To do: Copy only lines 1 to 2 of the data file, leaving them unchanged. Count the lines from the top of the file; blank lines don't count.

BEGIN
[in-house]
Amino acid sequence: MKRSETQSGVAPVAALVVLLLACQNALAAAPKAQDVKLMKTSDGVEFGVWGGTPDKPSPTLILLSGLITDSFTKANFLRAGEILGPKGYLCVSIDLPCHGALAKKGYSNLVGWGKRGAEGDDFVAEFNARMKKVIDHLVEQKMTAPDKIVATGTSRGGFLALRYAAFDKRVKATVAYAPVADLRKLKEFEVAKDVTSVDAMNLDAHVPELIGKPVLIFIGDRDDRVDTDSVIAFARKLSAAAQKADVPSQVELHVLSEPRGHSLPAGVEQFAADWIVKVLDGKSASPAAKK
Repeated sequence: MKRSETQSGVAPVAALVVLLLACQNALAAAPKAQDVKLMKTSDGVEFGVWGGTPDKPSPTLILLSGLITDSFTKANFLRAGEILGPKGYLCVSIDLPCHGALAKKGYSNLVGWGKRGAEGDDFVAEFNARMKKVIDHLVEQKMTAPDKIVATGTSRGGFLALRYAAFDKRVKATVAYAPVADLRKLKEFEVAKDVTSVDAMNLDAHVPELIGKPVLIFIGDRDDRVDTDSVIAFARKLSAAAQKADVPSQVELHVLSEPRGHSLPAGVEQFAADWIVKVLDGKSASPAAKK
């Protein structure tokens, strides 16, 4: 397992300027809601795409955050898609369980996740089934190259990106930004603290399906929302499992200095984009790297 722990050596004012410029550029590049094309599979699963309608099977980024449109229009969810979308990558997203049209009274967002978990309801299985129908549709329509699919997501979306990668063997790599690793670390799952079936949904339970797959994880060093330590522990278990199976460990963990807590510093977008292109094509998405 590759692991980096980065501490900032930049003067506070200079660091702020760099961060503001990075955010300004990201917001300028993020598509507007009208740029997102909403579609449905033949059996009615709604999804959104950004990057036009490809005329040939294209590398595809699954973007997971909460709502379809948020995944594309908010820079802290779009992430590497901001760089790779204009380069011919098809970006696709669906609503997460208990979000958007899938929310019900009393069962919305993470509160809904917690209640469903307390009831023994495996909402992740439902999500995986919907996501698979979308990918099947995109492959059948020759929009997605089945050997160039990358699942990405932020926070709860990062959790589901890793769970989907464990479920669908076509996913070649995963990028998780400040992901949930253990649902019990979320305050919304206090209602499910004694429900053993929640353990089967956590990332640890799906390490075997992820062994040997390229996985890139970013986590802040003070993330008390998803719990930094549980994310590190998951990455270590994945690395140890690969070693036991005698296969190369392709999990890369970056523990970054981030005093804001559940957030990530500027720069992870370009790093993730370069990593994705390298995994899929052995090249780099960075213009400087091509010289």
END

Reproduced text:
[in-house]
Amino acid sequence: MKRSETQSGVAPVAALVVLLLACQNALAAAPKAQDVKLMKTSDGVEFGVWGGTPDKPSPTLILLSGLITDSFTKANFLRAGEILGPKGYLCVSIDLPCHGALAKKGYSNLVGWGKRGAEGDDFVAEFNARMKKVIDHLVEQKMTAPDKIVATGTSRGGFLALRYAAFDKRVKATVAYAPVADLRKLKEFEVAKDVTSVDAMNLDAHVPELIGKPVLIFIGDRDDRVDTDSVIAFARKLSAAAQKADVPSQVELHVLSEPRGHSLPAGVEQFAADWIVKVLDGKSASPAAKK